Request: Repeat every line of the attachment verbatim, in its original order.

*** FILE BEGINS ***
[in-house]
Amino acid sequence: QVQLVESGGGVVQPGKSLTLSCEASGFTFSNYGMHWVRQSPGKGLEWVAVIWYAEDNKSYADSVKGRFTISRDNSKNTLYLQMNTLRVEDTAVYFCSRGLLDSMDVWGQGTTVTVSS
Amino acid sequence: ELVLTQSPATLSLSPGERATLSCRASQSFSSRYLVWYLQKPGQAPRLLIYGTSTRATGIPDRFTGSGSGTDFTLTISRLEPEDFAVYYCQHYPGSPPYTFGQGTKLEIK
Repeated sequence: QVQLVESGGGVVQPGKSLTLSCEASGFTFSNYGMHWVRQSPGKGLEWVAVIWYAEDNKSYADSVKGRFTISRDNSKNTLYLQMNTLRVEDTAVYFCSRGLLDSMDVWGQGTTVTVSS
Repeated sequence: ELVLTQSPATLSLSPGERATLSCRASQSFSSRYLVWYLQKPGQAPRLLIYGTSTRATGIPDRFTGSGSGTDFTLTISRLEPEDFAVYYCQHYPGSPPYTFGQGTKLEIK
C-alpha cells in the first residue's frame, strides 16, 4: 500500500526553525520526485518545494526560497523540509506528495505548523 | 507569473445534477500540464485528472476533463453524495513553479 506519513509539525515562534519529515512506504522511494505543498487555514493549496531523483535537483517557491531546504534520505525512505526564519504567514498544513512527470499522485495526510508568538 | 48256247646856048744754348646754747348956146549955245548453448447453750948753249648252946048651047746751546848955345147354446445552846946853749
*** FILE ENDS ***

[in-house]
Amino acid sequence: QVQLVESGGGVVQPGKSLTLSCEASGFTFSNYGMHWVRQSPGKGLEWVAVIWYAEDNKSYADSVKGRFTISRDNSKNTLYLQMNTLRVEDTAVYFCSRGLLDSMDVWGQGTTVTVSS
Amino acid sequence: ELVLTQSPATLSLSPGERATLSCRASQSFSSRYLVWYLQKPGQAPRLLIYGTSTRATGIPDRFTGSGSGTDFTLTISRLEPEDFAVYYCQHYPGSPPYTFGQGTKLEIK
Repeated sequence: QVQLVESGGGVVQPGKSLTLSCEASGFTFSNYGMHWVRQSPGKGLEWVAVIWYAEDNKSYADSVKGRFTISRDNSKNTLYLQMNTLRVEDTAVYFCSRGLLDSMDVWGQGTTVTVSS
Repeated sequence: ELVLTQSPATLSLSPGERATLSCRASQSFSSRYLVWYLQKPGQAPRLLIYGTSTRATGIPDRFTGSGSGTDFTLTISRLEPEDFAVYYCQHYPGSPPYTFGQGTKLEIK
C-alpha cells in the first residue's frame, strides 16, 4: 500500500526553525520526485518545494526560497523540509506528495505548523 | 507569473445534477500540464485528472476533463453524495513553479 506519513509539525515562534519529515512506504522511494505543498487555514493549496531523483535537483517557491531546504534520505525512505526564519504567514498544513512527470499522485495526510508568538 | 48256247646856048744754348646754747348956146549955245548453448447453750948753249648252946048651047746751546848955345147354446445552846946853749